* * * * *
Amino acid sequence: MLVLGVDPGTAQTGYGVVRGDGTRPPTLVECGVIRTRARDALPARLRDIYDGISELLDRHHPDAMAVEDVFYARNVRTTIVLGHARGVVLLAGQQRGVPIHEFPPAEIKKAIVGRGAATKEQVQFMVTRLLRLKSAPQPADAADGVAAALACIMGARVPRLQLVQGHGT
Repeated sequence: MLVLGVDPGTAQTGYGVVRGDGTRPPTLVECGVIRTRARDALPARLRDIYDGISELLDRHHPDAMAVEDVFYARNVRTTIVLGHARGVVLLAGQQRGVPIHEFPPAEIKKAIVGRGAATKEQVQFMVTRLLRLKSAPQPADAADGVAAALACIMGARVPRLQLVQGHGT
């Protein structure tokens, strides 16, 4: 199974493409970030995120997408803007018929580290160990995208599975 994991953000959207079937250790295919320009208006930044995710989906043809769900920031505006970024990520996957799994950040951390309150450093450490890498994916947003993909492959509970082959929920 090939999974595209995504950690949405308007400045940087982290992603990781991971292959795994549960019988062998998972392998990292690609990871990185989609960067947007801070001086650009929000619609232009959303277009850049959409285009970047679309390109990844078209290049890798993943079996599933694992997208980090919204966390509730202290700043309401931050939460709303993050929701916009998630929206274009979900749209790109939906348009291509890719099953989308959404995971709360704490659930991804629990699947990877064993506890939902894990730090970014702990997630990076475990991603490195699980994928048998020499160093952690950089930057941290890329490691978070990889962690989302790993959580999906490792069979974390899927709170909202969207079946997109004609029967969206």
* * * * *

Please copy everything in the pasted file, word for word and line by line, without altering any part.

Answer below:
Amino acid sequence: MLVLGVDPGTAQTGYGVVRGDGTRPPTLVECGVIRTRARDALPARLRDIYDGISELLDRHHPDAMAVEDVFYARNVRTTIVLGHARGVVLLAGQQRGVPIHEFPPAEIKKAIVGRGAATKEQVQFMVTRLLRLKSAPQPADAADGVAAALACIMGARVPRLQLVQGHGT
Repeated sequence: MLVLGVDPGTAQTGYGVVRGDGTRPPTLVECGVIRTRARDALPARLRDIYDGISELLDRHHPDAMAVEDVFYARNVRTTIVLGHARGVVLLAGQQRGVPIHEFPPAEIKKAIVGRGAATKEQVQFMVTRLLRLKSAPQPADAADGVAAALACIMGARVPRLQLVQGHGT
């Protein structure tokens, strides 16, 4: 199974493409970030995120997408803007018929580290160990995208599975 994991953000959207079937250790295919320009208006930044995710989906043809769900920031505006970024990520996957799994950040951390309150450093450490890498994916947003993909492959509970082959929920 090939999974595209995504950690949405308007400045940087982290992603990781991971292959795994549960019988062998998972392998990292690609990871990185989609960067947007801070001086650009929000619609232009959303277009850049959409285009970047679309390109990844078209290049890798993943079996599933694992997208980090919204966390509730202290700043309401931050939460709303993050929701916009998630929206274009979900749209790109939906348009291509890719099953989308959404995971709360704490659930991804629990699947990877064993506890939902894990730090970014702990997630990076475990991603490195699980994928048998020499160093952690950089930057941290890329490691978070990889962690989302790993959580999906490792069979974390899927709170909202969207079946997109004609029967969206």